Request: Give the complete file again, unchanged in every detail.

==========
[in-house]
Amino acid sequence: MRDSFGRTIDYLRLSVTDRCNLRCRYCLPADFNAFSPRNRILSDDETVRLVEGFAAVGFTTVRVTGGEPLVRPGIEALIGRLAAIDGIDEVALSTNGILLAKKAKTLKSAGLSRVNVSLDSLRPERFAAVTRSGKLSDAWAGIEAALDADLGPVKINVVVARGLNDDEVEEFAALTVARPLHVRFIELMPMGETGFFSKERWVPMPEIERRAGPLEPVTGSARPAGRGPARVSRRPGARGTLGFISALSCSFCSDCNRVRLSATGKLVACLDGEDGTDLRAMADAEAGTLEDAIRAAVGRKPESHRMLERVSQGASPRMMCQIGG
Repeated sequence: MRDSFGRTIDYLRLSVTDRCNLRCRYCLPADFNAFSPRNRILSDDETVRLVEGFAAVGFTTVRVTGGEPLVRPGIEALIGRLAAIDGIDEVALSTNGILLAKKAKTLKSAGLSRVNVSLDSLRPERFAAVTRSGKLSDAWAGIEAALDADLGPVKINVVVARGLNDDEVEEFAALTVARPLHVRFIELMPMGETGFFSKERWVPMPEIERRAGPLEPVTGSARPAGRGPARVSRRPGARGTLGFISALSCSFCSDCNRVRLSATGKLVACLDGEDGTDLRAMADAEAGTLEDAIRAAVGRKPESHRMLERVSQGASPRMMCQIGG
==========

[in-house]
Amino acid sequence: MRDSFGRTIDYLRLSVTDRCNLRCRYCLPADFNAFSPRNRILSDDETVRLVEGFAAVGFTTVRVTGGEPLVRPGIEALIGRLAAIDGIDEVALSTNGILLAKKAKTLKSAGLSRVNVSLDSLRPERFAAVTRSGKLSDAWAGIEAALDADLGPVKINVVVARGLNDDEVEEFAALTVARPLHVRFIELMPMGETGFFSKERWVPMPEIERRAGPLEPVTGSARPAGRGPARVSRRPGARGTLGFISALSCSFCSDCNRVRLSATGKLVACLDGEDGTDLRAMADAEAGTLEDAIRAAVGRKPESHRMLERVSQGASPRMMCQIGG
Repeated sequence: MRDSFGRTIDYLRLSVTDRCNLRCRYCLPADFNAFSPRNRILSDDETVRLVEGFAAVGFTTVRVTGGEPLVRPGIEALIGRLAAIDGIDEVALSTNGILLAKKAKTLKSAGLSRVNVSLDSLRPERFAAVTRSGKLSDAWAGIEAALDADLGPVKINVVVARGLNDDEVEEFAALTVARPLHVRFIELMPMGETGFFSKERWVPMPEIERRAGPLEPVTGSARPAGRGPARVSRRPGARGTLGFISALSCSFCSDCNRVRLSATGKLVACLDGEDGTDLRAMADAEAGTLEDAIRAAVGRKPESHRMLERVSQGASPRMMCQIGG